November 9th, 2016 Brian Herzog
I was reading book reviews while doing selection for our non-fiction collection, and came across one for Age of Jihad: Islamic State and the Great War for the Middle East, by Patrick Cockburn.
After what I read I still couldn't decide whether or not to buy it for the library, so I went out to Amazon to see more information.
The bits of information on Amazon records I always look for are publication date, format, number of review stars, publisher, best seller rank, and also whatever is in the editorial review section.
Often these are blurbs written by (I'm guessing) paid reviewers, but sometimes I recognize names as someone I'd expect to be an authority on the subject. Sometimes they're even full-blow Publisher's Weekly, Kirkus, or other review journal reviews.
And sometimes they completely surprise me.
When I looked at this section for Age of Jihad, I found this:
So is this a thing now? Being mentioned flatteringly in leaked email correspondence is a source of promotional material? Huh - that doesn't seem like the best use of the technology tools we have, but I guess it's the world we live in.
It hadn't occurred to me until I saw this, but I bet a whole bunch of people immediately did Ctrl+F for their name as soon as the text of her emails were released.
September 27th, 2007 Brian Herzog
I was asked by a company called Chili Fresh to take a look at a new tool they're creating. It is designed to allow book reviews written by patrons to display right in the catalog (similar to reviews on Amazon.com showing up right on the item details page).
I agreed, and have spent some time on this, because I really like the concept - integrating useful data right into the library catalog. One of the biggest problems with library resources is that they're too complicated to use. The databases we subscribe to are great, but if using them requires patrons to jump through hoops, then the patrons are not going to use them.
As an example: NoveList is one of the best databases libraries can offer. Its readers advisory information is unmatched. But, because it's a stand-alone tool (the proverbial "information silo"), it's just that much more difficult for patrons to use.
Counter to this is LibraryThing for Libraries, which provides readers advisory information right in the catalog - you know, where our patrons already are. I don't think the suggestions provided by LTfL are as good as NoveList (yet), but its ease of utility makes it a far more practical tool.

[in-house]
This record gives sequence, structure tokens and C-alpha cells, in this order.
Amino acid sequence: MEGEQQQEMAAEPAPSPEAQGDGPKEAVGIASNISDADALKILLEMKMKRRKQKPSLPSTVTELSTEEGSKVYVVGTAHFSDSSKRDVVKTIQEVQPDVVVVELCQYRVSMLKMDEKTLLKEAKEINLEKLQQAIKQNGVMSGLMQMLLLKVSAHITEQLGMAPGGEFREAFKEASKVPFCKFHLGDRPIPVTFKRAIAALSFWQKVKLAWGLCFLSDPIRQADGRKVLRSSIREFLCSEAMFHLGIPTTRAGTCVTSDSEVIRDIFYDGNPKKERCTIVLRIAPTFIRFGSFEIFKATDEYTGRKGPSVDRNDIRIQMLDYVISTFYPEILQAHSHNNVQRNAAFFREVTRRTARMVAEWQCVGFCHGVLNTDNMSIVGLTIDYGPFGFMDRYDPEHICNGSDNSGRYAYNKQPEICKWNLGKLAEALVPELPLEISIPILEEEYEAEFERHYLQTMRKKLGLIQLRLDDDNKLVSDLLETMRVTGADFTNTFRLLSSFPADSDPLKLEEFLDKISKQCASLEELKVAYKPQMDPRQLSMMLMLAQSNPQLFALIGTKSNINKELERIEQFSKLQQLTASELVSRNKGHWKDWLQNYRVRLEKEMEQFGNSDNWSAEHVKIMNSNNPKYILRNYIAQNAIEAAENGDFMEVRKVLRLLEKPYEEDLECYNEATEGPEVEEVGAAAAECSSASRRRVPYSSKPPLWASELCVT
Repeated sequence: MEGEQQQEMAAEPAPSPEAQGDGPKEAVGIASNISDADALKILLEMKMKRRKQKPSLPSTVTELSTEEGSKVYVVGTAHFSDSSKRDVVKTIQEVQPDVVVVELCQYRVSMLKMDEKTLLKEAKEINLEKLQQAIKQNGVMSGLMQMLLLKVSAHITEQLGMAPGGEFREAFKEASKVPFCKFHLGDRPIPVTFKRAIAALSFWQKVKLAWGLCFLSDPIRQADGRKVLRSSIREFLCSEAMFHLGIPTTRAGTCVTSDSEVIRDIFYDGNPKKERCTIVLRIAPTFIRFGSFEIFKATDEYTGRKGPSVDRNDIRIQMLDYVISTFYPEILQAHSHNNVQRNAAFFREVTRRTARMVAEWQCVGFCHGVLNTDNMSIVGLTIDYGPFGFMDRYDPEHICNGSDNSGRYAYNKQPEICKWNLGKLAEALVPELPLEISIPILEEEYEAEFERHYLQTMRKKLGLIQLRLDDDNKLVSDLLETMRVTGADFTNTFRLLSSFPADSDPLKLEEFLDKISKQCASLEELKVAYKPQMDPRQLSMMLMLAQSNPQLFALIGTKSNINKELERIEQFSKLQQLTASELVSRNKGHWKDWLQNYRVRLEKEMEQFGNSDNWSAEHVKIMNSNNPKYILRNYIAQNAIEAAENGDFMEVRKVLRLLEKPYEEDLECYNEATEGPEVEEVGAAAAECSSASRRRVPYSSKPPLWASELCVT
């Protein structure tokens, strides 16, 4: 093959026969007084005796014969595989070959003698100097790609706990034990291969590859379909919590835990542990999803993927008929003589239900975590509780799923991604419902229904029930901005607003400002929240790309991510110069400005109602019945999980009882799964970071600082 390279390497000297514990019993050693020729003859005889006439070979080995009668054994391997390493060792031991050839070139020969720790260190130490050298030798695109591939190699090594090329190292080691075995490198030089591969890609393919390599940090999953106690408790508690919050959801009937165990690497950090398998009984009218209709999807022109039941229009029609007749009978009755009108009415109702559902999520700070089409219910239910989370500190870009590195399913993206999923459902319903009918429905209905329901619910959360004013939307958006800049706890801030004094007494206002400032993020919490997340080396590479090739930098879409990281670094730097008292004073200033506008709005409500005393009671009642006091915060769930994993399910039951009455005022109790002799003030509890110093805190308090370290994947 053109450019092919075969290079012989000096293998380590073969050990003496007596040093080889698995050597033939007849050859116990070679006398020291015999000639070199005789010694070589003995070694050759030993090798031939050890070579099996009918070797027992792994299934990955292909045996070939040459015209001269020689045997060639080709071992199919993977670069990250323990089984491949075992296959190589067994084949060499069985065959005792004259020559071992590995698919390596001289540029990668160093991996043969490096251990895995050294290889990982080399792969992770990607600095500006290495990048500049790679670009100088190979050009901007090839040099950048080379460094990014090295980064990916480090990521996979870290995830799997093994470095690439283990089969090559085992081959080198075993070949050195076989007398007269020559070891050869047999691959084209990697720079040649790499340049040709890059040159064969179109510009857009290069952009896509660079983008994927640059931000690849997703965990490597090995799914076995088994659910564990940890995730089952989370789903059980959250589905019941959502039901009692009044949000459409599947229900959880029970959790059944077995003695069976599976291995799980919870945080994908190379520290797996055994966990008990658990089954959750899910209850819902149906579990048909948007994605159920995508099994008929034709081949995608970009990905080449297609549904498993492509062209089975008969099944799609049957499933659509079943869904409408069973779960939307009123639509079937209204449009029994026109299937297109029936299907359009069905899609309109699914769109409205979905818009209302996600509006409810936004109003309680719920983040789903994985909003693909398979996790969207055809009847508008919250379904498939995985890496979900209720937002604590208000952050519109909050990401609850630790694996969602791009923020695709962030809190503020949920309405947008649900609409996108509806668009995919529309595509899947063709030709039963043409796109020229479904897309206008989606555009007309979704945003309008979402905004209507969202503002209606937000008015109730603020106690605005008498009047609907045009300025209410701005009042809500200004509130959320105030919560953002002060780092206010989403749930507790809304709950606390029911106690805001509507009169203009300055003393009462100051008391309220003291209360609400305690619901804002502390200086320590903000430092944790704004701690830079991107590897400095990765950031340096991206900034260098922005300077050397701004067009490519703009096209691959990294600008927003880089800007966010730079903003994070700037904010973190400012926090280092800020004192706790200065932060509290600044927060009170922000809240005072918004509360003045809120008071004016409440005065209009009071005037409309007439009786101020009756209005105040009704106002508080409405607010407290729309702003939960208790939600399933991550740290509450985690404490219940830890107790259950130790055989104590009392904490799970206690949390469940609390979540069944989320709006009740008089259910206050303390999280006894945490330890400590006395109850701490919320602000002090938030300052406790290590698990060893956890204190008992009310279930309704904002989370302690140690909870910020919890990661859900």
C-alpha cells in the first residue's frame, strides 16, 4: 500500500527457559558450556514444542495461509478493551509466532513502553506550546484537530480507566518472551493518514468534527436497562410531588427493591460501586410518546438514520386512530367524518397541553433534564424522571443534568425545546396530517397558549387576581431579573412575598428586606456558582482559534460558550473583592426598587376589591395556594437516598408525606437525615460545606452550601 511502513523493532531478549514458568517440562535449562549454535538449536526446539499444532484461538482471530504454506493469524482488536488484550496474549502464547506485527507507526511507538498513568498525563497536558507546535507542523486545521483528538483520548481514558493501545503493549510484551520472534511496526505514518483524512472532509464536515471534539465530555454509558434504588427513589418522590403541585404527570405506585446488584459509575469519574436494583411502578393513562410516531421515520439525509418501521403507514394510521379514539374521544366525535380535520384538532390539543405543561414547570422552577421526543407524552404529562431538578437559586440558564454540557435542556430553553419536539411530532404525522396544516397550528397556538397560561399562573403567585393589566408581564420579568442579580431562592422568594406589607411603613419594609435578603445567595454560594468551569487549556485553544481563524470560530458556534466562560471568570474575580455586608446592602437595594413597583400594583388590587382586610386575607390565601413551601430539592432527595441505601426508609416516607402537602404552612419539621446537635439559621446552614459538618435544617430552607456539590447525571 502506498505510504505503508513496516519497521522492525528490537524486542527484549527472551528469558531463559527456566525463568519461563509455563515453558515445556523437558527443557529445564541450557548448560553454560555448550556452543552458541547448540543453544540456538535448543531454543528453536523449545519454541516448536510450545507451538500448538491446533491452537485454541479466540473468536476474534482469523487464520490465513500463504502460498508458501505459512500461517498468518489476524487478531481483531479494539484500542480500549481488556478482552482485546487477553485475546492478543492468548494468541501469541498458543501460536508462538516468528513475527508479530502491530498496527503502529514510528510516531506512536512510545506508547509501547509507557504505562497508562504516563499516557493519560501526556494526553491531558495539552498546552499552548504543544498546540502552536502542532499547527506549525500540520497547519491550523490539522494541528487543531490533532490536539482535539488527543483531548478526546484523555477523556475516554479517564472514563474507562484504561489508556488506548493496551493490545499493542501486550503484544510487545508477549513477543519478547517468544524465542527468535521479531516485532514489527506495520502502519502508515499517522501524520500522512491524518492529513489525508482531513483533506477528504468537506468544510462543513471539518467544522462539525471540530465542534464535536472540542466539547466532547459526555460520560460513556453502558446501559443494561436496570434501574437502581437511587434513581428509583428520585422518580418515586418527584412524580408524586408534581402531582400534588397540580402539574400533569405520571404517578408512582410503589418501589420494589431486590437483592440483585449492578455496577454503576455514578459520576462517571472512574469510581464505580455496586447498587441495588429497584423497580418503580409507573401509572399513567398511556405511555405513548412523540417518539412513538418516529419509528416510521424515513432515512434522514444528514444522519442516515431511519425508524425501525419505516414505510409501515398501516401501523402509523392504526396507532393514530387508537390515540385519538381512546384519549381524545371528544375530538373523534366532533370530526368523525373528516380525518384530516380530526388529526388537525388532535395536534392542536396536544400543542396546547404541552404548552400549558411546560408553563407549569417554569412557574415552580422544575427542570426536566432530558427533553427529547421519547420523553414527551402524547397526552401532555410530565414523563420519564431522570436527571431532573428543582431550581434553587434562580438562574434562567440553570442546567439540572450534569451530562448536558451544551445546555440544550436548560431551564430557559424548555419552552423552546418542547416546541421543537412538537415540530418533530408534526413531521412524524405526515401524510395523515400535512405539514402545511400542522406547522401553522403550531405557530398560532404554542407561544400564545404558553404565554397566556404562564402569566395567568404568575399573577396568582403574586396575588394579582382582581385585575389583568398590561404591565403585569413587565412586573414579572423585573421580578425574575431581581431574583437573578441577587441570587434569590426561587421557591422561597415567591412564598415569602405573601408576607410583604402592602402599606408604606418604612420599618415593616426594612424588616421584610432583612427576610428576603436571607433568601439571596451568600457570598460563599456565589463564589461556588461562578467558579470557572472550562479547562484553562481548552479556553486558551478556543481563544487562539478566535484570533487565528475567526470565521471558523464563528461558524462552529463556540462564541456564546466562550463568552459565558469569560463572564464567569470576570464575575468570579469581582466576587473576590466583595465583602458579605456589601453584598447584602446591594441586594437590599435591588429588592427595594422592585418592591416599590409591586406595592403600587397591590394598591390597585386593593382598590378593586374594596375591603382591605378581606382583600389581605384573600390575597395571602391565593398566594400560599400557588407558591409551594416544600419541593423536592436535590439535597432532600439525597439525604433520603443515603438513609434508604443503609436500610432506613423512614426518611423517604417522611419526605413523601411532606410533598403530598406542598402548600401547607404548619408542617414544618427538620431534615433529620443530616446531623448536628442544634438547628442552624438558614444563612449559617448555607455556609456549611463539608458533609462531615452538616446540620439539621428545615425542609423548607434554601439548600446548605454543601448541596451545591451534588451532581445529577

And this is what caught my eye with Chili Fresh. Patrons-created book information, right along side the library's book information. That's great. Just like comments on a weblog, getting patrons involved and interacting with the library is going to enrich both the tool and the experience.
I've spent a few hours this week playing with the Chili Fresh tool (my test page), and sending emails back and forth to the developers. They readily admit this tool is still in beta, and has a ways to go, but they are open to comments and have already incorporated a few of my suggestions. I encourage anyone interested to set up an account and play too, and let them know what you think. The more input provided by libraries, the more this will be shaped into a useful tool.
It seems a bit clunky right now, because the examples are all outside of a library catalog. But they're definitely on the right track, and the idea is worth some attention. You can sign up on their website for a test account, or contact them Scott Johnson (jscott [at] chilifresh.com) for more information.
A note about their website: you'll notice that many of the pages are blank. I asked about this and was told that, since the product is still in beta and is changing, they are limiting the amount of information available.
book review, book reviews, chili fresh, chilifresh, libraries, library, patron, public libraries, public library, readers advisory
August 9th, 2007 Brian Herzog
book, book review, book review search, book reviews, books, google, google custom search, library, public libraries, public library, reader advisory, readers advisory, review, reviews
Tags: book, book review, book review search, book reviews, Books, google, google custom search, Library, public libraries, public library, reader advisory, readers advisory, review, reviews